UConn Protective Order Lawyer
Because of how harshly courts punish violations of protective orders, it can be crucial to retain a defense attorney when going through these proceedings. A knowledgeable UConn protective order lawyer would pursue a fair resolution to your case and ensure that you do not violate any terms of the order imposed against you.
What are the State Laws Governing the Issuance of Protective Orders?
Pursuant to Connecticut General Statutes (C.G.S.) §46b-38c, courts have the authority to issue protective orders at their discretion to protect one or more parties from further unlawful restraint, threats, harassment, or assault by a person accused of committing a domestic violence offense against them. Courts often issue temporary protective orders while such cases are ongoing and may extend those orders in the event of a conviction under C.G.S. §53a-40e.
There are three types of protective orders that a Connecticut court may issue on behalf of or against someone. The least restrictive is a partial or limited order, which generally only orders the defendant to cease any further intimidating or threatening behavior toward the protected party. A full order, on the other hand, forbids the defendant from entering the protected party’s residence or place of employment for any reason.
Finally, a full no-contact protective order prohibits all forms of contact between the defendant and the protected party under any and all circumstances, including through text message or email. A UConn attorney could explain the different elements of these protective order and advocate on a defendant’s behalf for fair terms.
What are the Possible Consequences for Protective Order Violations?
C.G.S. §53a-223 makes it a criminal offense to violate the terms of a protective order, intentionally or otherwise. Minor violations are considered class D felony offenses, which are punishable by a maximum five-year prison sentence and $5,000 fine. Therefore, even inadvertent breaches could still result in felony-level consequences regardless of the original offense that resulted in the protective order.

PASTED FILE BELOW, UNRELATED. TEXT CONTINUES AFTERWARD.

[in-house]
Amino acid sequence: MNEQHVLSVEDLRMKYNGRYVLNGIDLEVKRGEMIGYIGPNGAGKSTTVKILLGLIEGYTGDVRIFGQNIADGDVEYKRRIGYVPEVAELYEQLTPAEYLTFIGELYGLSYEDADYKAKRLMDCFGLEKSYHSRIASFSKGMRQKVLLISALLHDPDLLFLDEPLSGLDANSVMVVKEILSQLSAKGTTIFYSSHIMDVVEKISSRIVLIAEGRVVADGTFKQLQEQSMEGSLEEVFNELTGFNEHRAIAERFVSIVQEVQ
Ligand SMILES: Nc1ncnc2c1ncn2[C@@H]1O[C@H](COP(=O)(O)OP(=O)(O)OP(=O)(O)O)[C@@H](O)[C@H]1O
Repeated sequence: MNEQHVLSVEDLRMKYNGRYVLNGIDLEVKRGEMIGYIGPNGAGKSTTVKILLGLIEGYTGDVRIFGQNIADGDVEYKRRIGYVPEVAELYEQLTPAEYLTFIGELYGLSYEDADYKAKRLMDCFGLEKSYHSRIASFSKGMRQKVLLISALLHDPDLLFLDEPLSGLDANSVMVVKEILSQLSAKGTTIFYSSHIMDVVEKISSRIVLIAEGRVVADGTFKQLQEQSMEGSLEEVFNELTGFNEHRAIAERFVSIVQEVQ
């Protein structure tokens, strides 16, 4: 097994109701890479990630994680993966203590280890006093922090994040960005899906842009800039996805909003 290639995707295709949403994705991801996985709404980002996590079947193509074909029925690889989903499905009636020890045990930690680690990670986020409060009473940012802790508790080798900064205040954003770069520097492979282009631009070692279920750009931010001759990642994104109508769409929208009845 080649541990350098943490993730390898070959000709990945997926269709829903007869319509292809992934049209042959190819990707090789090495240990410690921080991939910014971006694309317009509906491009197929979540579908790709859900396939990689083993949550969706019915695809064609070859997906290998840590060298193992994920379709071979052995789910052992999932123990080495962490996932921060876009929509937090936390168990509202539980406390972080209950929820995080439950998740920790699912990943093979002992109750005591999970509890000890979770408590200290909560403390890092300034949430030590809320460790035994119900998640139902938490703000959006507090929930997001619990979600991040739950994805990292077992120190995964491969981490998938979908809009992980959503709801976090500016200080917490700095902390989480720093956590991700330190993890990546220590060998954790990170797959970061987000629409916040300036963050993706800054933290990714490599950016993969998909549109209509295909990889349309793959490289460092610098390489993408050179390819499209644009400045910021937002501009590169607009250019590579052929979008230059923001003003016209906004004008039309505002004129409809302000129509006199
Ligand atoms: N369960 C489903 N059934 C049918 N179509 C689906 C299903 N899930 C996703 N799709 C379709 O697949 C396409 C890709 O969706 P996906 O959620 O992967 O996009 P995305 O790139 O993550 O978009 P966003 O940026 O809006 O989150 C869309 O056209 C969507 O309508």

Additionally, the defendant may face a class C felony if the violation involves restricting the protected party’s movement or liberty in any way or if it involves threatening, harassing, assaulting, or molesting the protected party. This offense can result in a mandatory minimum of one year in prison, a maximum sentence of ten years, and a maximum $10,000 fine. Support from a seasoned lawyer can be especially crucial for individuals at UConn accused of violating the requirements of a protective order.
Discuss Your Legal Options with a UConn Protective Order Attorney
If you want to contest the imposition of a protective order against you, you must do so before the order is in place. Once a court formally issues a protective order, it immediately becomes legally enforceable, and violations of any kind become punishable with extremely harsh criminal sanctions.
A UConn protective order lawyer from Mark Sherman Law could help you preserve your future prospects and interests at every stage of these hearings. To learn more, click here to read our over 300 certified client reviews on Avvo.com and call us today for a consultation.